In 1986, three judges at the The Computer Museum, Boston – Apple II designer and Apple Inc. co-founder Steve Wozniak, early MITS employee and PC World publisher David Bunnell, and the museum's associate director and curator Oliver Strimpel – awarded the title of "first personal computer using a microprocessor" to the 1973 Micral. The Micral N was the earliest commercial, non-kit personal computer based on a microprocessor (in this case, the Intel 8008).
The Computer History Museum currently says that the Micral is one of the earliest commercial, non-kit personal computers. The 1971 Kenbak-1, invented before the first microprocessor, is considered to be the world's first "personal computer". That machine didn't have a one-chip CPU but instead was based purely on small-scale integration TTL chips.
Micral N, the first commercially available microprocessor-based computerEdit
R2E founder André Truong Trong Thi (EFREI degree, Paris), a French immigrant from Vietnam, asked Frenchman François Gernelle to develop the Micral N computer for the Institut National de la Recherche Agronomique (INRA), starting in June 1972. Alain Perrier of INRA was looking for a computer for process control in his crop evapotranspiration measurements. The software was developed by Benchetrit. Beckmann designed the I/O boards and controllers for peripheral magnetic storage. Lacombe was responsible for the memory system, I/O high speed channel, power supply and front panel. Gernelle invented the Micral N, which was much smaller than existing minicomputers. The January 1974 Users Manual called it "the first of a new generation of mini-computer whose principal feature is its very low cost," and said, "MICRAL's principal use is in process control. It does not aim to be an universal mini-computer."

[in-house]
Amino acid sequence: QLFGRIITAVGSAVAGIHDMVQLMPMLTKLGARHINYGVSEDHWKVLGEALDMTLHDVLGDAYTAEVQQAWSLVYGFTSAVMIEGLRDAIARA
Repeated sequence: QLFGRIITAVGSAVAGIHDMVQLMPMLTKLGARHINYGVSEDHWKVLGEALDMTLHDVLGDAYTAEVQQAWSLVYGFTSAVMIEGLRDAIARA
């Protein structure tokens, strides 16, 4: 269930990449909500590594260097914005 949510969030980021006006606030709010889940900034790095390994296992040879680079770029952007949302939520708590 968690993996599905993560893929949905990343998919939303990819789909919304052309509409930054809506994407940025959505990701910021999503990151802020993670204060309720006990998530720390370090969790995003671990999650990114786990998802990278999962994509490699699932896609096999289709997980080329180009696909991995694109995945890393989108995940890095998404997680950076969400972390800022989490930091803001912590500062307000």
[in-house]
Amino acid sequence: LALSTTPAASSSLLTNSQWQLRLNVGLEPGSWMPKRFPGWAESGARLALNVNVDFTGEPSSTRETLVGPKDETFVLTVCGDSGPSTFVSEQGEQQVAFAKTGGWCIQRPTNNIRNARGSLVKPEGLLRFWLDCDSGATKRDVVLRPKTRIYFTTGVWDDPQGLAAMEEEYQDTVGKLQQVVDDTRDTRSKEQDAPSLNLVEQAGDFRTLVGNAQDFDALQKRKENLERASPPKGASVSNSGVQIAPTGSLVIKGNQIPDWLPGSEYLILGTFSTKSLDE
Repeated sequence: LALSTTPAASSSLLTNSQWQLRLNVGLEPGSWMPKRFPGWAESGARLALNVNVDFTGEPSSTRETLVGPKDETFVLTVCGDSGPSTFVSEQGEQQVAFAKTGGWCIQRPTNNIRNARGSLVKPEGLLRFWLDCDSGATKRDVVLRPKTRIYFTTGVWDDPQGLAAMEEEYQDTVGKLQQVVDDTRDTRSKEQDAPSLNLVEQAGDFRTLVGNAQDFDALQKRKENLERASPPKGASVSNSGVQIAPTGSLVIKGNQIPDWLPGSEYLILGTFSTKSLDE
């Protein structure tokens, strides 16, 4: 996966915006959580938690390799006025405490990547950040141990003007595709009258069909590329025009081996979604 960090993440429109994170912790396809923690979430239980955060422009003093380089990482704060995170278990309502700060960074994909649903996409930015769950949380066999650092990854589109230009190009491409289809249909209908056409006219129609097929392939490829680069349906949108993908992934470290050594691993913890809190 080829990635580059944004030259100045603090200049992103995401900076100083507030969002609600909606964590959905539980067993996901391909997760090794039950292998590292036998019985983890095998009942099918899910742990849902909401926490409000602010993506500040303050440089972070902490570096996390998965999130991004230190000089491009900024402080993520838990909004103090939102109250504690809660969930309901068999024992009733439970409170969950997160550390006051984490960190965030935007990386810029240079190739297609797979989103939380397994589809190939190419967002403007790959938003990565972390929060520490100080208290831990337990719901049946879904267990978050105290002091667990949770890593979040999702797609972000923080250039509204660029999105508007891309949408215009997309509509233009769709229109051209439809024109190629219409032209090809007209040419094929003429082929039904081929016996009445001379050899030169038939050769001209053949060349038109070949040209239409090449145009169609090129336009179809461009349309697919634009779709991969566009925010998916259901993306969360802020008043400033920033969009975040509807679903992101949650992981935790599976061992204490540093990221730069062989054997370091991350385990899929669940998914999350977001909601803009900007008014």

The computer was to be delivered in December 1972, and Gernelle, Lacombe, Benchetrit and Beckmann had to work in a cellar in Châtenay-Malabry for 18 hours a day in order to deliver the computer in time. The software, the ROM-based MIC 01 monitor and the ASMIC 01 assembler, was written on an Intertechnique Multi-8 minicomputer using a cross assembler. The computer was based on an Intel 8008 microprocessor clocked at 500 kHz. It had a backplane bus, called the Pluribus with 74-pin connector. 14 boards could be plugged in a Pluribus. With two Pluribus, the Micral N could support up to 24 boards. The computer used MOS memory instead of core memory. The Micral N could support parallel and serial input/output. It had 8 levels of interrupt and a stack. The computer was programmed with punched tape, and used a teleprinter or modem for I/O. The front panel console was optional, offering customers the option of designing their own console to match a particular application. It was delivered to the INRA in January 1973, and commercialized in February 1973 for FF 8,500 (about $1,750) making it a cost-effective replacement for minicomputers which augured the era of the PC.
Indeed, INRA was originally planning to use PDP-8 computers for process control, but the Micral N could do the same for a fifth of the cost. An 8-inch floppy disk reader was added to the Micral in December 1973, following a command of the Commissariat à l'Energie Atomique. This was made possible by the pile-canal, a buffer that could accept one megabyte per second. In 1974, a keyboard and screen were fitted to the Micral computers. A hard disk (first made by CAELUS then by Diablo) became available in 1975. In 1979, the Micral 8031 D was equipped with a 5" 1/4 inches hard disk of 5 Megabytes made by Shugart.
Following the April 1974 introduction of the Intel 8080, R2E introduced the second and third Micral models, 8080-based at 1 MHz, the Micral G and Micral S.